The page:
Starting in version 3.6, MongoDB configures WiredTiger to create checkpoints (i.e. write the snapshot data to disk) at intervals of 60 seconds. In earlier versions, MongoDB sets checkpoints to occur in WiredTiger on user data at an interval of 60 seconds or when 2 GB of journal data has been written, whichever occurs first.
During the write of a new checkpoint, the previous checkpoint is still valid. As such, even if MongoDB terminates or encounters an error while writing a new checkpoint, upon restart, MongoDB can recover from the last valid checkpoint.
The new checkpoint becomes accessible and permanent when WiredTiger's metadata table is atomically updated to reference the new checkpoint. Once the new checkpoint is accessible, WiredTiger frees pages from the old checkpoints.
Starting in MongoDB 5.0, you can use the
minSnapshotHistoryWindowInSeconds parameter to specify how
long WiredTiger keeps the snapshot history.
Increasing the value of
increases disk usage because the server must maintain the history of
older modified values within the specified time window. The amount of
disk space used depends on your workload, with higher volume workloads
requiring more disk space.
MongoDB maintains the snapshot history in the
located in your specified
WiredTiger uses a write-ahead log (i.e. journal) in combination with checkpoints to ensure data durability.
The WiredTiger journal persists all data modifications between checkpoints. If MongoDB exits between checkpoints, it uses the journal to replay all data modified since the last checkpoint. For information on the frequency with which MongoDB writes the journal data to disk, see Journaling Process.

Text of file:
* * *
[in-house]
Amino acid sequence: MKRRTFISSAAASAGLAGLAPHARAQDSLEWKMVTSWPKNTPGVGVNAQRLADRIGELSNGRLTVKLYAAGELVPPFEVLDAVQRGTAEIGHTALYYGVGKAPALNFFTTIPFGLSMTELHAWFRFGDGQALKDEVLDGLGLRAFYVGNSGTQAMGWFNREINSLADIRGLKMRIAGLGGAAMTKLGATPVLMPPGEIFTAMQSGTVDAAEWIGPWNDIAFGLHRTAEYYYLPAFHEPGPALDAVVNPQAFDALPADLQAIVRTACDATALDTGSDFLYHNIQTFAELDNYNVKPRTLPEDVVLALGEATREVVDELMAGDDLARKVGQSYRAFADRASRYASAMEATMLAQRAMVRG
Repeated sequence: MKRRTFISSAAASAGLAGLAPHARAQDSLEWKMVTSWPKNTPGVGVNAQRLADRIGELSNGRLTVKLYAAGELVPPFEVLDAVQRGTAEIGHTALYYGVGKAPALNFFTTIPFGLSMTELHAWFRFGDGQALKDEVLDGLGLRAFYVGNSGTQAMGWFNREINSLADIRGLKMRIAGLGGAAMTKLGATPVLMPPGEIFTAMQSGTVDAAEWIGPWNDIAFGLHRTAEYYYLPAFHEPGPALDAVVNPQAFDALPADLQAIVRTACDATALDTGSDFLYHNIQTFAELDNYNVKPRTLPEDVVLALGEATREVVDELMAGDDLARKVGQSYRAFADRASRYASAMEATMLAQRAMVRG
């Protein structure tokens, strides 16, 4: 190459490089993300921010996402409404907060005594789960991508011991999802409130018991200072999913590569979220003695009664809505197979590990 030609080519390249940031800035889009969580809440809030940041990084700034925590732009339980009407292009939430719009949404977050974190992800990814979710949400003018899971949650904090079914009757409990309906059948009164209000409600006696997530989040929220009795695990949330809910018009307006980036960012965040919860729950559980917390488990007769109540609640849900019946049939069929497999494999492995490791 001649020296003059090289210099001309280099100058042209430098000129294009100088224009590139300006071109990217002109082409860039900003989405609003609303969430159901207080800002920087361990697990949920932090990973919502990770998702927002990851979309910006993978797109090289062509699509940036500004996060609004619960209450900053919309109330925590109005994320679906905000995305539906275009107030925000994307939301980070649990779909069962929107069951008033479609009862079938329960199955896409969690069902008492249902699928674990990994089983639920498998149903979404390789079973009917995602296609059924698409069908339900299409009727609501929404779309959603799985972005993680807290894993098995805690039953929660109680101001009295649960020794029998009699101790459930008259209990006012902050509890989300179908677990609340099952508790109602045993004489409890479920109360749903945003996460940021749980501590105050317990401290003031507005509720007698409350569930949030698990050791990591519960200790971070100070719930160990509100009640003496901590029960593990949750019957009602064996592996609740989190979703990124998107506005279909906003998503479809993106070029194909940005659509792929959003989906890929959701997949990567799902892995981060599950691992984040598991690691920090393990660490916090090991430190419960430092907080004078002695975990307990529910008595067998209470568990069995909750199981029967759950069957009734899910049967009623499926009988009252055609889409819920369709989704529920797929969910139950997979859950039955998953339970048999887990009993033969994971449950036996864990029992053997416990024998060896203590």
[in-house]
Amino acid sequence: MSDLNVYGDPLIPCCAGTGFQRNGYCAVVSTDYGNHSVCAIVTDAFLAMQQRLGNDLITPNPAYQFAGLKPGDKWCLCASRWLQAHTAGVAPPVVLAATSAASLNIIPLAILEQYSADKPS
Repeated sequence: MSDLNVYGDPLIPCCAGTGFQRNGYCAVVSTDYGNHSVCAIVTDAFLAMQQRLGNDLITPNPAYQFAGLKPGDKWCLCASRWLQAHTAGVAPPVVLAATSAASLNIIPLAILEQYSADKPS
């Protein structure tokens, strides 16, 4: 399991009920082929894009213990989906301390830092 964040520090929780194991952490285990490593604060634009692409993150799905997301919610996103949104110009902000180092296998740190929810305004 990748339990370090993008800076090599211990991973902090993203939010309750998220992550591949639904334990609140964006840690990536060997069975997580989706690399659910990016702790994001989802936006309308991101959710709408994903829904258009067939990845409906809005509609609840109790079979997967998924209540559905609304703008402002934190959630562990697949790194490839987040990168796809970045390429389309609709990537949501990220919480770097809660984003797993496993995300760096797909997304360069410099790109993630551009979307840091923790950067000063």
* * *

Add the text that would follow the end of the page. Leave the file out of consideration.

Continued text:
WiredTiger journal is compressed using the snappy compression
library. To specify a different compression algorithm or no
compression, use the
For details on changing the journal compressor, see
Change WiredTiger Journal Compressor.
If a log record less than or equal to 128 bytes (the mininum log record size for WiredTiger), WiredTiger does not compress that record.
You can disable journaling for standalone instances by setting
false, which can reduce the
overhead of maintaining the journal. For standalone instances,
not using the journal means that, when MongoDB exits unexpectedly, you
will lose all data modifications after the last checkpoint.
With WiredTiger, MongoDB supports compression for all collections and indexes. Compression minimizes storage use at the expense of additional CPU.
For collections, the following block compression libraries are also available:
To specify an alternate compression algorithm or no compression, use